Patterns of patriotism
On the most patriotic day of Newton’s year, Patricia Gabriel and members of the Catawba County Republican Women’s Club were proudly showing their colors.
“We need to revive and instill patriotism locally and for our country,” Gabriel said at the group’s Court Square tent during Reunion Day on Thursday.
And she hopes her contributions to the club’s fund-raising efforts will do just that, as well as support other worthy causes.
A professional quilter, Gabriel designed and produced a red, white and blue quilt that features a colorful star pattern and a centerpiece spotlighting “Old Glory” and the nation’s founding fathers. On the reverse, the quilt features a pattern with writing declaring club’s the political philosophy — Republican.
“In addition to other activities with quilting — teaching, competing, designing — I like to donate quilts to organizations for fund-raising,” she said. “I designed this patriotic quilt for the Republican Women’s Club.”
Throughout Reunion Day and on several other occasions during coming months, the club sold raffle tickets to hopeful quilt winners.
“Proceeds from the raffle go to the USO, the Catawba County Food Bank and the Catawba County Christmas Bureau,” she said.
The club’s fund-raising chair, Kay Hoffman said that as the organization supports the Christmas Bureau, it targets its support for boys ages 13-16.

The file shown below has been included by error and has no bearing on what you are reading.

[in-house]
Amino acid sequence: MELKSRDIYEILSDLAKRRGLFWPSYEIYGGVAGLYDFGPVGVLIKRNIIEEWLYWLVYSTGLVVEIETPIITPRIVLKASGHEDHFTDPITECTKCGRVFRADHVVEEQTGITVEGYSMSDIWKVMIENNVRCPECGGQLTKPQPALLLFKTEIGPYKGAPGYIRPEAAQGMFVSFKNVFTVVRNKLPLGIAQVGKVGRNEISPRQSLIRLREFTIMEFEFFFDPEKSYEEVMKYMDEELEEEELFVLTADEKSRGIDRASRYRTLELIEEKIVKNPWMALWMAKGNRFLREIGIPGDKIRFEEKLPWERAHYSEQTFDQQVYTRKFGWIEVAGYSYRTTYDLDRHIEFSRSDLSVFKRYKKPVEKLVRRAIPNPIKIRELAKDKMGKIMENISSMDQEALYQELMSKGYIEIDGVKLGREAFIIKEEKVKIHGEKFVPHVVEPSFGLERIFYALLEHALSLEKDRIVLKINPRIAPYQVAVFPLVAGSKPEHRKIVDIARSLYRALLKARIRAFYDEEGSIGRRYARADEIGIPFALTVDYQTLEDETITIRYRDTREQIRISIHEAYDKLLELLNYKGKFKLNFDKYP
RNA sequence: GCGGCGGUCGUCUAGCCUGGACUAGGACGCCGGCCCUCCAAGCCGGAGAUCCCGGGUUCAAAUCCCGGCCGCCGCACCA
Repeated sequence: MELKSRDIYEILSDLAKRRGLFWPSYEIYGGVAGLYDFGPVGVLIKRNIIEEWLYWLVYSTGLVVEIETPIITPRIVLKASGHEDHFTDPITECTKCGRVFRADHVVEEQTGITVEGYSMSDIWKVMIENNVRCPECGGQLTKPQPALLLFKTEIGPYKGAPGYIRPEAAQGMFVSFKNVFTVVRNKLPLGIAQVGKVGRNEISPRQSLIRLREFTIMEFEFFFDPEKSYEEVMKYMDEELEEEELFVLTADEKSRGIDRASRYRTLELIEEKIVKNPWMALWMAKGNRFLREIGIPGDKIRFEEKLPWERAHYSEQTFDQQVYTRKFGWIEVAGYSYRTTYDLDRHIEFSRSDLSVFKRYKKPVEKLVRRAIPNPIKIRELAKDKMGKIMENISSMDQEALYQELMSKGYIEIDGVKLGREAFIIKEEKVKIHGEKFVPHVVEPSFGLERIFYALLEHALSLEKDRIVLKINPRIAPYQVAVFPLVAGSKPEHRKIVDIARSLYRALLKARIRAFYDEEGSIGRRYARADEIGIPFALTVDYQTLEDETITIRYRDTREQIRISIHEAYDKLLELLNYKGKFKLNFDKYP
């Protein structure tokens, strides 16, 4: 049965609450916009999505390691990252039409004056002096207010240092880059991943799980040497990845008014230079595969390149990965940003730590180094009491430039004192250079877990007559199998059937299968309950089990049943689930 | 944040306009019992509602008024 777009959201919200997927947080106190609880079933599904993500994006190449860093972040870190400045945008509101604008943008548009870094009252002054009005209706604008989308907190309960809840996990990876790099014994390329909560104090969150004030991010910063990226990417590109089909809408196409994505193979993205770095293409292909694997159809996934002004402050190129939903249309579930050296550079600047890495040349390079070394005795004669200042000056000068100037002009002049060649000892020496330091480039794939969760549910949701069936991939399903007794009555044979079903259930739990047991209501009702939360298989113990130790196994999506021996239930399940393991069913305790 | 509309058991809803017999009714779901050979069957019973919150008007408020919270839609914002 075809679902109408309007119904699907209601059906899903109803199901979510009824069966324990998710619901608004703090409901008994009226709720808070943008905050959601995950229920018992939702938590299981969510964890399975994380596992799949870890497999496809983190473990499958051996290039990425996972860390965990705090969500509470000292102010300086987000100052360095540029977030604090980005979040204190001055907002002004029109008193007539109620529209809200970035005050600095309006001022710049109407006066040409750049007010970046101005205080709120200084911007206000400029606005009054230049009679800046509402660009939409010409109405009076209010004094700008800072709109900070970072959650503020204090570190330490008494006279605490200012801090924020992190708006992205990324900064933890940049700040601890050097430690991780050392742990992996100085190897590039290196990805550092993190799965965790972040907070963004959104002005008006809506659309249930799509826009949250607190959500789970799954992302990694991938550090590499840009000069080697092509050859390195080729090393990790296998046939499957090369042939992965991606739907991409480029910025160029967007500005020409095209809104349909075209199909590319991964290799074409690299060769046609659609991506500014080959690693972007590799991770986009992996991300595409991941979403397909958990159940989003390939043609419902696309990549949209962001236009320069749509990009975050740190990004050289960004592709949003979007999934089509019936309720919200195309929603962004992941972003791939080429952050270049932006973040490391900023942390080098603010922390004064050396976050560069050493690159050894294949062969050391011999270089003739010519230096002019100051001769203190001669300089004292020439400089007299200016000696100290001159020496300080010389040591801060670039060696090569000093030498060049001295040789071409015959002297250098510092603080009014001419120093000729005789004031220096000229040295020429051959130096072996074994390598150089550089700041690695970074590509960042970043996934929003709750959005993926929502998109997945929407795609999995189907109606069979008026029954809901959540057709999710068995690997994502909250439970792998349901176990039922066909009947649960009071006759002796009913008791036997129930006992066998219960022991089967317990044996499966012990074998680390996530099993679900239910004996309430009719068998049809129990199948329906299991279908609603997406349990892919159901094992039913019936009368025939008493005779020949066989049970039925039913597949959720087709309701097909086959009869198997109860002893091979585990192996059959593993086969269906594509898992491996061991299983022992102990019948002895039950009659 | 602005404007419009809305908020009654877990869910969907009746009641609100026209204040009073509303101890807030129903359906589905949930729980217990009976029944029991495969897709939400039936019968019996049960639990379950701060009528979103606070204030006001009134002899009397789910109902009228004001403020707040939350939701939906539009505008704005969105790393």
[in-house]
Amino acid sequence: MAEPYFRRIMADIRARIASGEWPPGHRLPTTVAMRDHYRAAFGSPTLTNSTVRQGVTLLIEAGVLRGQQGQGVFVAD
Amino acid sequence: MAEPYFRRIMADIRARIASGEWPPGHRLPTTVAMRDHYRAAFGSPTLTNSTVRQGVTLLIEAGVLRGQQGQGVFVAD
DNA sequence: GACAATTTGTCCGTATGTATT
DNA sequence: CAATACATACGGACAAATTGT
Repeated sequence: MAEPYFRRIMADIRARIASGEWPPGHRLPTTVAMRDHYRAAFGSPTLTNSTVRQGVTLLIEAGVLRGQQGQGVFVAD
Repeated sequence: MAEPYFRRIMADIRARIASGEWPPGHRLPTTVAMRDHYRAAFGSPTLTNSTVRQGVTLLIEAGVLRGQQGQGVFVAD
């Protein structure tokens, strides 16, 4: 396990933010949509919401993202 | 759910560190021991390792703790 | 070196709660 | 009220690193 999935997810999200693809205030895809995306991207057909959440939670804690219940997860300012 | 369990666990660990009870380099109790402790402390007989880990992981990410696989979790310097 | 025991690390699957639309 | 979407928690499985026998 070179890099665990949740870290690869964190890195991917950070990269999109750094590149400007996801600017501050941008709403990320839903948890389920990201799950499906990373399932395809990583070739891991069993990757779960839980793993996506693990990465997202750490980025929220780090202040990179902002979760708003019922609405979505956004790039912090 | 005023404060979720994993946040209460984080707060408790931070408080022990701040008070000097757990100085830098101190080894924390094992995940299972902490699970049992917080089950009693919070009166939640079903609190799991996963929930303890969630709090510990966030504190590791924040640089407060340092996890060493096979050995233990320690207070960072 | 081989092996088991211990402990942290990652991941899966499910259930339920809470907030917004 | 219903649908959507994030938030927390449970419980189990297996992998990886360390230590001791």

“That is the group that gets the least amount contributed every year,” Hoffman said. “We encourage all employed people in Catawba County to help the Christmas Bureau.”
In downtown Newton, the club sold several hundred tickets, Hoffman said, and plans to sell tickets at other upcoming events, such as Murray’s Mill Harvest Folk Festival, Hickory Oktoberfest and the Apple Festival in Taylorsville. Tickets are $2 and a book of sic is $5, she said. Raffle tickets will also be available at the state Republican Convention.
The quilt will be given away in November 2012, just before the next presidential election, Gabriel said.
“I enjoy every aspect of quilting, from the selecting the fabric, the cutting and the sewing,” she said, adding she has been quilting since 1988. “I got started when my son found a quilt top at a local landfill, and I promised him that when he got married I would make him a wedding quilt. That was in 1983.”
She has been quilting ever since, she said, adding it is hard to estimate how long she spent working on the Republican Woman’s Club’s patriotic quilt.
“I work on so many things at the same time, I go back and forth from one to another,” she said, adding she also selects and buys her own fabric, so much that her “studio looks like a fabric store.”
Some of the most patriotic swatches from that studio have been crafted into a beautiful symbol, ,perfect for display on Newton;s own unique celebration of soldiers.
“It is a very heartfelt experience to be at the center of Newton, by the old courthouse, joined by thousands of Americans who are celebrating freedom and giving heartfelt thanks to the men and women of our Armed Forces who have sacrificed so much to preserve our freedom.”